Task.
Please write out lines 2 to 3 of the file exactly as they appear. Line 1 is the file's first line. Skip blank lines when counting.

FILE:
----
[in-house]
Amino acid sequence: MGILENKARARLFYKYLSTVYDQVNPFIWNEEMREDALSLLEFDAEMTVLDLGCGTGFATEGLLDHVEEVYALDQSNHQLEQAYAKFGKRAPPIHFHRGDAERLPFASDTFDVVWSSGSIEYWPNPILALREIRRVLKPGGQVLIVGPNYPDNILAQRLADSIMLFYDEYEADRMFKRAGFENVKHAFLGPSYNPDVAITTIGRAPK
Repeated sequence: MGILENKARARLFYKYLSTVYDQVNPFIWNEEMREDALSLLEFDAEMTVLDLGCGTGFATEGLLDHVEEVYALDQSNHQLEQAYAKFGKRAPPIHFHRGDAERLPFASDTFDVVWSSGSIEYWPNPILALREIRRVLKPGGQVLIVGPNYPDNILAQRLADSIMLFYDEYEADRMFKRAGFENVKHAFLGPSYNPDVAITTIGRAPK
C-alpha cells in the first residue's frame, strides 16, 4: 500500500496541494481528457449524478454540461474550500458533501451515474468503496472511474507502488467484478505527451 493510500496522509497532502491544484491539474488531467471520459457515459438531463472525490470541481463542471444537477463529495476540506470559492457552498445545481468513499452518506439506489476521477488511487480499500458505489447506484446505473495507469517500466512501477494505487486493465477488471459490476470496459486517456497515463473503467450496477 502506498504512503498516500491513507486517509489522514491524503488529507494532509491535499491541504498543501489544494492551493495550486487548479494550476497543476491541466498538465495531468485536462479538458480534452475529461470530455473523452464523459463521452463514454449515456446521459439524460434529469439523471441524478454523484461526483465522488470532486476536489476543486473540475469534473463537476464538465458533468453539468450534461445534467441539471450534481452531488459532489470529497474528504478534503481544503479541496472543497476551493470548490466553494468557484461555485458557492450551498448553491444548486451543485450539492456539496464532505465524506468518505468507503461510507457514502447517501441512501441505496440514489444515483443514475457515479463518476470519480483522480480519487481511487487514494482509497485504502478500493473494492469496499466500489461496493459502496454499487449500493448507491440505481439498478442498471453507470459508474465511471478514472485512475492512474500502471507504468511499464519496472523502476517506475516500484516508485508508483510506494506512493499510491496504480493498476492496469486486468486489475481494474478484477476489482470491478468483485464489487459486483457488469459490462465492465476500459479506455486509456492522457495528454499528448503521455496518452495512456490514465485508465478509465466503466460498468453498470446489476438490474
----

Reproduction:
Amino acid sequence: MGILENKARARLFYKYLSTVYDQVNPFIWNEEMREDALSLLEFDAEMTVLDLGCGTGFATEGLLDHVEEVYALDQSNHQLEQAYAKFGKRAPPIHFHRGDAERLPFASDTFDVVWSSGSIEYWPNPILALREIRRVLKPGGQVLIVGPNYPDNILAQRLADSIMLFYDEYEADRMFKRAGFENVKHAFLGPSYNPDVAITTIGRAPK
Repeated sequence: MGILENKARARLFYKYLSTVYDQVNPFIWNEEMREDALSLLEFDAEMTVLDLGCGTGFATEGLLDHVEEVYALDQSNHQLEQAYAKFGKRAPPIHFHRGDAERLPFASDTFDVVWSSGSIEYWPNPILALREIRRVLKPGGQVLIVGPNYPDNILAQRLADSIMLFYDEYEADRMFKRAGFENVKHAFLGPSYNPDVAITTIGRAPK